Small, Good Things: The Thing, Itself

By Joe Dizney

I am a relatively indiscriminate eater and will try most anything at least once. This surely is the result of a Louisiana upbringing: by the time I was of voting age I had consumed (and I daresay thoroughly enjoyed) my fair share of oysters, crabs, shrimp and crawfish for sure, but had also traveled the more tangential Cajun foodways that led to plates of alligator, squirrel, rattlesnake and even armadillo. (Yes, Virginia, it tastes like pork.)

Further forays found meals of large grub worms (in Nigeria), insects (in Mexico) and a brief and previously acknowledged dalliance with a group of carnivorous NYC gastronauts alternately known as “the Offal Truth” or “the Organization.” (Barbequed Kosher-Uzbecki sweetbreads in Jackson Heights were the highlight of that tour.)

One of my lifetime-favorite “cookbooks” is the late veterinary epidemiologist Calvin Schwabe’s meisterwerk, Unmentionable Cuisine, a scholarly and fundamentally entertaining survey of global culinary taboos that also provides recipes for myriad species of beasts, and nearly all of their body parts and fluids. (Admittedly, there are many dishes in this particular tome even I wouldn’t venture, no matter how entertaining it is. I much prefer to stick closer to Fergus Henderson’s The Whole Beast, an urtext for the nose-to-tail school of contemporary butchery and cooking.)

But mine is not a staunchly carnivorous pursuit — I will happily consume the wild and cultivated fruits, roots, shoots and leaves of the garden, field and forest. Anyone for wild burdock risotto? I’m all in! (Don’t start me talking about mushrooms! For that, come to the mushroom walk I’m doing for the Beacon Institute at Denning’s Point on Aug. 8; visit bire.org/events. It’s chanterelle season, y’all!)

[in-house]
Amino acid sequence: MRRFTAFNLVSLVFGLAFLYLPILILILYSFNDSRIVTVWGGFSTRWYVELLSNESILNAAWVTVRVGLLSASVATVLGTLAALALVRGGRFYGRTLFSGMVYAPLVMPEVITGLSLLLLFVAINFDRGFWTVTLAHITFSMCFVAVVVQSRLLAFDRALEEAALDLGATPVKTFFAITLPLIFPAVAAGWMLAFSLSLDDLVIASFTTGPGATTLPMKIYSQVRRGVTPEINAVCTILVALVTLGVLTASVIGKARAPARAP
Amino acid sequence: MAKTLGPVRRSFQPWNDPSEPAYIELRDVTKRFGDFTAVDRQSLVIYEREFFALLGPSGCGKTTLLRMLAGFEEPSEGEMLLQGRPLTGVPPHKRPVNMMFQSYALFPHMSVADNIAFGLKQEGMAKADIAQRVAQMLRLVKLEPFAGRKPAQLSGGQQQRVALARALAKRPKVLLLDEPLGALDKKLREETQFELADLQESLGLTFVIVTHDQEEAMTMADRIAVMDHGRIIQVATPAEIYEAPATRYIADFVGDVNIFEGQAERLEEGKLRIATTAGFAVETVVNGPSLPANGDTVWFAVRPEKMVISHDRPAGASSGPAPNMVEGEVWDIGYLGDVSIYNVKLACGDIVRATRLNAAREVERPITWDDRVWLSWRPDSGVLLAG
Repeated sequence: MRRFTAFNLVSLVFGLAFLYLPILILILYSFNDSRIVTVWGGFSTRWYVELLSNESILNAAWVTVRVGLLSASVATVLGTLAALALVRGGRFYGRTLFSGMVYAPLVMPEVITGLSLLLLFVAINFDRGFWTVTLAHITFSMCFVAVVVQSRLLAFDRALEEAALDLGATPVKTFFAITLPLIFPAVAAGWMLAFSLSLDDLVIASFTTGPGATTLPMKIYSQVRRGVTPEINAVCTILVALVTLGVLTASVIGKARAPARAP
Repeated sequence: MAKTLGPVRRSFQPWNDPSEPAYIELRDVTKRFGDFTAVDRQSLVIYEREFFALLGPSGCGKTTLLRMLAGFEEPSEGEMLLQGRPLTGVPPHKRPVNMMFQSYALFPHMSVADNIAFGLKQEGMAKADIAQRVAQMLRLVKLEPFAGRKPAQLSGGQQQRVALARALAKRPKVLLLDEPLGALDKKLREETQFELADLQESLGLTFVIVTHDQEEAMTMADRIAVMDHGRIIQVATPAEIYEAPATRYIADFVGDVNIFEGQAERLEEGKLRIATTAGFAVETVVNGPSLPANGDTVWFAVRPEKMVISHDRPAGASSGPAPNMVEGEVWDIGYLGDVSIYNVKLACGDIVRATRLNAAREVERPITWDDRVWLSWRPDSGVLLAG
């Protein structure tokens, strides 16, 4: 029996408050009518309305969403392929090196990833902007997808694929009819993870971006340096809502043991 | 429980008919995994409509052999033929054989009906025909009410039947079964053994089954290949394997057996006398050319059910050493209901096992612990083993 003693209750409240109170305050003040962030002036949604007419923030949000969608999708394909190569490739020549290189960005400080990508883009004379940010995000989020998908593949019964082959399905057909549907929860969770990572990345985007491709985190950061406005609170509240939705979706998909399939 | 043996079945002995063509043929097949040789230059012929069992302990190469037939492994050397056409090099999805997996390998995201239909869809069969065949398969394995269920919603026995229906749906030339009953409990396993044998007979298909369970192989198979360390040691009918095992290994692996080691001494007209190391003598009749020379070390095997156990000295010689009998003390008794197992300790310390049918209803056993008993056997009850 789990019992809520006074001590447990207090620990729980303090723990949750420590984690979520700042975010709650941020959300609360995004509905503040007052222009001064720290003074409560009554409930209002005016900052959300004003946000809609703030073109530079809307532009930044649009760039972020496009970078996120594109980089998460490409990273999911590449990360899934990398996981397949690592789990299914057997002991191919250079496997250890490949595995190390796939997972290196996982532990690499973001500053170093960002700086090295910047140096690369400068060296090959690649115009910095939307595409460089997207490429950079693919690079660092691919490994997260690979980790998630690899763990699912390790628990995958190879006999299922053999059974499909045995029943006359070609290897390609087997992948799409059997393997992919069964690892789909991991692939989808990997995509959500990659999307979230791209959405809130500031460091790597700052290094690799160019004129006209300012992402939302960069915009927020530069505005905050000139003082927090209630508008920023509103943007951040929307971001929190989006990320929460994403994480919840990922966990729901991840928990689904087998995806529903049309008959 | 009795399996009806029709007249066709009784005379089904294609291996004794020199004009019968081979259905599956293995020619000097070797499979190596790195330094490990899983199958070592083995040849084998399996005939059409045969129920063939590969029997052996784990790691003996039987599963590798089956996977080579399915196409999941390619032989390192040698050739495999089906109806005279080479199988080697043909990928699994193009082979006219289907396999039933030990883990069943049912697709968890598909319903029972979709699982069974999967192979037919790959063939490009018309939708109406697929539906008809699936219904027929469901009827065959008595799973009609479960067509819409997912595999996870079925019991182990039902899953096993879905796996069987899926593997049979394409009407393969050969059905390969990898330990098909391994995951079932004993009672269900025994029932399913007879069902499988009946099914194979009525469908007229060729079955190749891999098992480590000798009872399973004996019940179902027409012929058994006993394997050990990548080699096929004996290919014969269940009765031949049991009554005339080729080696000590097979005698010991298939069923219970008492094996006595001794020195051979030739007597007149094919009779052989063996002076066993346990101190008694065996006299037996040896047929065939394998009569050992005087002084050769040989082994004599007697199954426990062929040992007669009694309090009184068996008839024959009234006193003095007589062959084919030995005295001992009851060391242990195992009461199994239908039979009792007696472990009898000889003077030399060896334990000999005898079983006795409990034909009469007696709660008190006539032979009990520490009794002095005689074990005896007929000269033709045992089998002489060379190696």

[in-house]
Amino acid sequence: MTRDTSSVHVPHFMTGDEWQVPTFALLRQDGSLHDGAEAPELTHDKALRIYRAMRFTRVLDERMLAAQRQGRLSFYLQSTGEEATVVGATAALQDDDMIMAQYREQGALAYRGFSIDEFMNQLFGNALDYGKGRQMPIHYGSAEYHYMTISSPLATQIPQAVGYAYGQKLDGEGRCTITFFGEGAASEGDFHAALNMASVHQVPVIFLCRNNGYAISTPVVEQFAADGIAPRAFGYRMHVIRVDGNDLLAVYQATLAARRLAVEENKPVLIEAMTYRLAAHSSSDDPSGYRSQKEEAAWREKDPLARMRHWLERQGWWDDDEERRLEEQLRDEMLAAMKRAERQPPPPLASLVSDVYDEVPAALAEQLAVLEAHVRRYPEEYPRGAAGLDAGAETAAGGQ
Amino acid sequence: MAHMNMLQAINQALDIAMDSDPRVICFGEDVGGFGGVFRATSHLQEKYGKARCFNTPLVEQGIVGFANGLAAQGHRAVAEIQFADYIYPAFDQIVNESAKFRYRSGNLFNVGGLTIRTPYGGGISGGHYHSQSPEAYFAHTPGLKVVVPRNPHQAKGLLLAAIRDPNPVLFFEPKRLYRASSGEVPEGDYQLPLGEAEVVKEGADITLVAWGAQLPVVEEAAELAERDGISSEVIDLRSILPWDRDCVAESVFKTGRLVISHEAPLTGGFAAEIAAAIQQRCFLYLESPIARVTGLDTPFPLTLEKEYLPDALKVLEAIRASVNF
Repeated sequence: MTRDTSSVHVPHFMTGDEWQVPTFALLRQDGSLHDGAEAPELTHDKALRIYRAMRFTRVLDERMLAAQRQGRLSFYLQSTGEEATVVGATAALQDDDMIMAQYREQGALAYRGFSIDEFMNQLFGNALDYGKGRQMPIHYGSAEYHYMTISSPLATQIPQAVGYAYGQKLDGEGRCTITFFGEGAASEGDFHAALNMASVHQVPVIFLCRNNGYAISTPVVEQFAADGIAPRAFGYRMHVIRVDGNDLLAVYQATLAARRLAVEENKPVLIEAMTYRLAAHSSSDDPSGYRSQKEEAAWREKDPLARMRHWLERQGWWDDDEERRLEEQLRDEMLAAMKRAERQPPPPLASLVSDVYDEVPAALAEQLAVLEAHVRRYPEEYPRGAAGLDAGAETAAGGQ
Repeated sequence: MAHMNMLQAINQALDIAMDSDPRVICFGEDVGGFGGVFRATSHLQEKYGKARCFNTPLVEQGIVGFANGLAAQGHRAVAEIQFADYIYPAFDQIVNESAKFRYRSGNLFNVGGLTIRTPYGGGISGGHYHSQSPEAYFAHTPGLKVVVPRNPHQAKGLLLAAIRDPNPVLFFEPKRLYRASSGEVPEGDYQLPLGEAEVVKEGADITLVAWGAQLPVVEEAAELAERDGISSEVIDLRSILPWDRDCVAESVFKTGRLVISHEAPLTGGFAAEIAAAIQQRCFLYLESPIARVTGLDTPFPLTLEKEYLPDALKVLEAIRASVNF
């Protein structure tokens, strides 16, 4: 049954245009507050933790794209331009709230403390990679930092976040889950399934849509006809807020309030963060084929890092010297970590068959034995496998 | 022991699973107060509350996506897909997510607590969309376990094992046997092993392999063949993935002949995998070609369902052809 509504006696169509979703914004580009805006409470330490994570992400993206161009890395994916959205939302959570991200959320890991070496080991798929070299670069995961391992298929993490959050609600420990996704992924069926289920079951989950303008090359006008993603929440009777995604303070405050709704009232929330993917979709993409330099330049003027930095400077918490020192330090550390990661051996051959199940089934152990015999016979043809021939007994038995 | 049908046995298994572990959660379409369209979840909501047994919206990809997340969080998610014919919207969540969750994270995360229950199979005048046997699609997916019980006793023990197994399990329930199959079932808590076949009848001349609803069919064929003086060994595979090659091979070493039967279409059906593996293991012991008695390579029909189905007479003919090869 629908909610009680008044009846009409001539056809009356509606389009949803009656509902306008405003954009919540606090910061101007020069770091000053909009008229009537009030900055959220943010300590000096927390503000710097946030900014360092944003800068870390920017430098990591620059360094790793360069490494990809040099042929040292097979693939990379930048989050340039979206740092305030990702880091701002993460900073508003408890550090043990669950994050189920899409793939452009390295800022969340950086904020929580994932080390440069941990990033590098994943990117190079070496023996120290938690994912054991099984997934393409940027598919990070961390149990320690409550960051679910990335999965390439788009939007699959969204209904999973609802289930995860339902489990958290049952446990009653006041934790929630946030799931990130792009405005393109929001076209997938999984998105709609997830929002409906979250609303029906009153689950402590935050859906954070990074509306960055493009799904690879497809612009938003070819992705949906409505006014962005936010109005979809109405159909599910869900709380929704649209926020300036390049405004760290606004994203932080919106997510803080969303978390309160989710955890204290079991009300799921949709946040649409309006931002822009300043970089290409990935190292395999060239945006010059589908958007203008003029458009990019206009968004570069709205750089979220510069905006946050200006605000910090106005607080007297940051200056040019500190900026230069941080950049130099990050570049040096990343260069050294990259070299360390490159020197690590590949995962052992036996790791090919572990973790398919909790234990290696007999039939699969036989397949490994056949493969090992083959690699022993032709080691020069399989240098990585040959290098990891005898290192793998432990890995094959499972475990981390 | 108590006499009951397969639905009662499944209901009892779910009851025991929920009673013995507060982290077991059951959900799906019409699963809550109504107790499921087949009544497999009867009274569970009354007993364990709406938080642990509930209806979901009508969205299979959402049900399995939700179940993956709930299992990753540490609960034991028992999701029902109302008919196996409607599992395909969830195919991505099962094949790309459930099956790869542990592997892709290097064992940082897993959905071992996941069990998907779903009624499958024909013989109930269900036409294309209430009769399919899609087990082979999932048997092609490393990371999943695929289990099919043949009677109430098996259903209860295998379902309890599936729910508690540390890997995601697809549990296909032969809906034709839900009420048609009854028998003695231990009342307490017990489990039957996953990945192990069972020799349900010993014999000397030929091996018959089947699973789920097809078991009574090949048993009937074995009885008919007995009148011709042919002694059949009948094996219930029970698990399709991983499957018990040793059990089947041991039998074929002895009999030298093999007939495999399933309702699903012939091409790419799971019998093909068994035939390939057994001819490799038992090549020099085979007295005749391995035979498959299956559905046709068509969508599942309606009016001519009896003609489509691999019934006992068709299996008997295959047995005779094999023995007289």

I am certainly not anti-vegetarian or vegan: I am more pro all things in moderation and would venture to say that I consume much less meat or dairy than the national average, preferring the lowly legume as my protein source of choice. I have no ax to grind with tofu (particularly that lovely, silky stuff Marnie Henricksson serves at her Asian-to-Go pop-up at St. Mary’s on Tuesday and Wednesday) and I kind of actually like tempeh (and seitan). But, I find that most vegetarian meat substitutes basically taste like whatever you season them with — just like the squash-zucchini vegetable axis of the garden.

I am truly an omnivore, but foremost I like to know what I’m eating, and as I said, though I do traffic in meat substitutes and protein alternatives, what I can’t understand are meat analogues or simulacra: vegetarian “bacon,” “hot dogs” or “burgers.”

Tofurkey! What is that?!? Can we please call the stuff what it is?

I like food that tastes good and tastes like itself; what it is as it is. Do not obfuscate or confuse the issue — which is why I am a little hesitant proffering this week’s recipe: Faux Gras.

I came to it through former Chez Panisse pastry chef David Lebovitz’s excellent food blog (davidlebovitz.com). Now living the life of an American epicure in Paris, he adapted it from Rebecca Leffler’s Très Green, Très Clean, Très Chic. [This book is subtitled Eat (and Live!) the New French Way with Plant-Based, Gluten-Free Recipes for Every Season, which says to me that the French “get” vegetarian cooking to just about the same degree that they “got” rock ’n’ roll, which is basically not at all, preferring, well, an analogue to what they already had and did very well.]

So while we are ostensibly to enjoy this dish as a simulacrum of foie gras — an ethically admirable and politically correct intention if you like to overthink these things — what we actually have here is a simple pâté of French lentils, sautéed white mushrooms and walnuts.